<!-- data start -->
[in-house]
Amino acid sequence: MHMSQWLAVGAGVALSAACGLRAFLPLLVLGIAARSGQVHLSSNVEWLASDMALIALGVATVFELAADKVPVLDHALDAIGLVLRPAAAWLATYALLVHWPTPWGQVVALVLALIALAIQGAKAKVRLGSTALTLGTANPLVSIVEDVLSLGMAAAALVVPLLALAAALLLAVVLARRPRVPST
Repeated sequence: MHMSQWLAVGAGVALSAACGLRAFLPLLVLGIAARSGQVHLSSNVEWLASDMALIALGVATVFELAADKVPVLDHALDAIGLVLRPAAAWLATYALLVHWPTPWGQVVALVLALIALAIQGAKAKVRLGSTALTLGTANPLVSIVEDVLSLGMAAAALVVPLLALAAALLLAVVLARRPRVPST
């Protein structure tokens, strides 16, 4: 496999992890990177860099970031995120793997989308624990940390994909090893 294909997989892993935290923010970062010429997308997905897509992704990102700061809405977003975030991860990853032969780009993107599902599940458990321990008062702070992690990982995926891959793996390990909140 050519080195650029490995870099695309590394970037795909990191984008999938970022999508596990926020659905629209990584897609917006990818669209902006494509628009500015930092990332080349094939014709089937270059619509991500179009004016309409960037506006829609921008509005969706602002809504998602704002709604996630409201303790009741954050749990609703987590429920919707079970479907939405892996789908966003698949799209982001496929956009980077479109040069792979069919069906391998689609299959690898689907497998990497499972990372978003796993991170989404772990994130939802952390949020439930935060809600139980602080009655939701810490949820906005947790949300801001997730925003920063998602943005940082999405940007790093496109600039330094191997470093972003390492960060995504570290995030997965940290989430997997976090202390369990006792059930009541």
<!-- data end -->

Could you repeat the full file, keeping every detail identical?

[in-house]
Amino acid sequence: MHMSQWLAVGAGVALSAACGLRAFLPLLVLGIAARSGQVHLSSNVEWLASDMALIALGVATVFELAADKVPVLDHALDAIGLVLRPAAAWLATYALLVHWPTPWGQVVALVLALIALAIQGAKAKVRLGSTALTLGTANPLVSIVEDVLSLGMAAAALVVPLLALAAALLLAVVLARRPRVPST
Repeated sequence: MHMSQWLAVGAGVALSAACGLRAFLPLLVLGIAARSGQVHLSSNVEWLASDMALIALGVATVFELAADKVPVLDHALDAIGLVLRPAAAWLATYALLVHWPTPWGQVVALVLALIALAIQGAKAKVRLGSTALTLGTANPLVSIVEDVLSLGMAAAALVVPLLALAAALLLAVVLARRPRVPST
């Protein structure tokens, strides 16, 4: 496999992890990177860099970031995120793997989308624990940390994909090893 294909997989892993935290923010970062010429997308997905897509992704990102700061809405977003975030991860990853032969780009993107599902599940458990321990008062702070992690990982995926891959793996390990909140 050519080195650029490995870099695309590394970037795909990191984008999938970022999508596990926020659905629209990584897609917006990818669209902006494509628009500015930092990332080349094939014709089937270059619509991500179009004016309409960037506006829609921008509005969706602002809504998602704002709604996630409201303790009741954050749990609703987590429920919707079970479907939405892996789908966003698949799209982001496929956009980077479109040069792979069919069906391998689609299959690898689907497998990497499972990372978003796993991170989404772990994130939802952390949020439930935060809600139980602080009655939701810490949820906005947790949300801001997730925003920063998602943005940082999405940007790093496109600039330094191997470093972003390492960060995504570290995030997965940290989430997997976090202390369990006792059930009541």